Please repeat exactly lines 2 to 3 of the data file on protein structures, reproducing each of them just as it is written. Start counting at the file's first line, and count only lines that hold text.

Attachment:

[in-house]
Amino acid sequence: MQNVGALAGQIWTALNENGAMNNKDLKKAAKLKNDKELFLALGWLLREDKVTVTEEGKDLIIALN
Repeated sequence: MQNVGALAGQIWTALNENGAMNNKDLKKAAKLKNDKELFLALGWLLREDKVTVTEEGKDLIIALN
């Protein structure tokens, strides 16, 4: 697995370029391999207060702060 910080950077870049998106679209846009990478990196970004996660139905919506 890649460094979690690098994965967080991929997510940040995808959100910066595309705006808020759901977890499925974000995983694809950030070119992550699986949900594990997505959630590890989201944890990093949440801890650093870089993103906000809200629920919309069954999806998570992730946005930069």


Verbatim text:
Amino acid sequence: MQNVGALAGQIWTALNENGAMNNKDLKKAAKLKNDKELFLALGWLLREDKVTVTEEGKDLIIALN
Repeated sequence: MQNVGALAGQIWTALNENGAMNNKDLKKAAKLKNDKELFLALGWLLREDKVTVTEEGKDLIIALN